This news story first appeared on November 30, 2012. For more information click here.
By Katelyn Gough, SMU Daily Campus; December 5, 2012
The phrase “fiscal cliff” has dominated much of the nation’s political news recently, and so have talks surrounding the defense budget in light of international conflict.
The John Goodwin Tower Center’s National Security Conference held on campus several weeks ago, zeroed in on the close relations between the two. Professor James Hollifield said that since the conference, talk surrounding the defense budget and its dependence on the issues regarding the fiscal cliff has continued and escalated.
“If we go off this so-called fiscal cliff, are there going to be deep cuts in the defense budget?”
Hollifield said it’s that question that is dominating many negotiations between “the president and the Republican Party.”
“The fear is that budgets are going to overwhelm stratedy,” Hollifield said.
Admiral Patrick Walsh, keynote speaker at the conference and a Tower Center fellow, said that the key factors in having the defense the country needs are forces, strategy and budget.
“All three have to work together,” Walsh said.
According to Walsh, changes in international relations over the past few decades currently drives much of what is required of the country’s defense. With the rise of nation-states and groups like al-Qaeda, he said the U.S. must take a proactive role in preparing defense.
“It is very important as we look at potential threats and risks in the future that we encapsulate the same framework,” Walsh said of keeping what works and developing new strategies for what doesn’t.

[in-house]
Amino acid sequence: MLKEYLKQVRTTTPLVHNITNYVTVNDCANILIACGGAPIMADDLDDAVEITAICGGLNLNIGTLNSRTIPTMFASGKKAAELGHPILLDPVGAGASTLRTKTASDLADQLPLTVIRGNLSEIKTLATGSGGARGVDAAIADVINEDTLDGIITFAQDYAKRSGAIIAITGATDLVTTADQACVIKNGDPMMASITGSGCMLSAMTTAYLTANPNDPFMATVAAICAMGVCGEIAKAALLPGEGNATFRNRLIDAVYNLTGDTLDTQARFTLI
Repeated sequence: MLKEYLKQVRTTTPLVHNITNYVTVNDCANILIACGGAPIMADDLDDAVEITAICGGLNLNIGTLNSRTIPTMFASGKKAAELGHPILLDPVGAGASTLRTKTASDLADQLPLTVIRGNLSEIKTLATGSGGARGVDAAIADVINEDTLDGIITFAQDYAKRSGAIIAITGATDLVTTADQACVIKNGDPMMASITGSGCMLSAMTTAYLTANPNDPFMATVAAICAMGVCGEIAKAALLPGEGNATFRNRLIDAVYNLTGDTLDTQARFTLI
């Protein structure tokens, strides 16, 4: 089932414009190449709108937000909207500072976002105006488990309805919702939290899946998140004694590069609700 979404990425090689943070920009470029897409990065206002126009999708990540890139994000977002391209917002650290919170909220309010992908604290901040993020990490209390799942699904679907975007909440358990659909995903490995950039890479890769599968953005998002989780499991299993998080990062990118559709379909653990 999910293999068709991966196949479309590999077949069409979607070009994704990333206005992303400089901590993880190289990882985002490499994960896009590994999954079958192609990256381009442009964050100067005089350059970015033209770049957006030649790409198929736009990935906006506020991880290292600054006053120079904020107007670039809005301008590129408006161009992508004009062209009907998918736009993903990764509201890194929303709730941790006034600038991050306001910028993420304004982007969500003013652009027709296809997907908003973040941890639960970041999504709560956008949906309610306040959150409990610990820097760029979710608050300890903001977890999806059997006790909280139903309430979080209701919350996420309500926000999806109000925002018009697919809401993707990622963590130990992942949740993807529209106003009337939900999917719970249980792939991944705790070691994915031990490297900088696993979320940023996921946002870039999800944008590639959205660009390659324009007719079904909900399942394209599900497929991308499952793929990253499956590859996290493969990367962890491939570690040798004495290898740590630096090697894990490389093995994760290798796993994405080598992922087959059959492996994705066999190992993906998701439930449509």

He explained that international tensions created by things like “the association with radical Islam” and other terrorist groups “is a problem that continues to linger,” and it requires far more devotion and commitment than many are willing to provide.
“It is not going to go away because we make changes to the budget or strategy,” he said. “It is a problem we are going to need to continue to pace ourselves for with a sustainable approach.”
He emphasized “the rise of the nation state,” which Walsh said stems from “an unresolved sense of national identity, integrity, and wholeness”. Cases of civil issues internationally now come with “the rise of armies and navies” thus creating an entirely new challenge to the U.S. defense plan.
“We do have to be prepared strategically for a surprise,” Walsh said.
Taking a proactive role comes back to the need for a resolved, effective defense budget and strategy Hollifield said.
He said solving the budget questions is something of immediate importance. Walsh asserted that “if we don’t have a plan to get across the fiscal cliff,” then the country is at risk of damaging “either the economy or the industrial base.” He said that would be nearly impossible to bounce back from.
“We have to do this now,” Walsh said. “We cannot afford to allow ourselves to get to the point that you cannot recover.”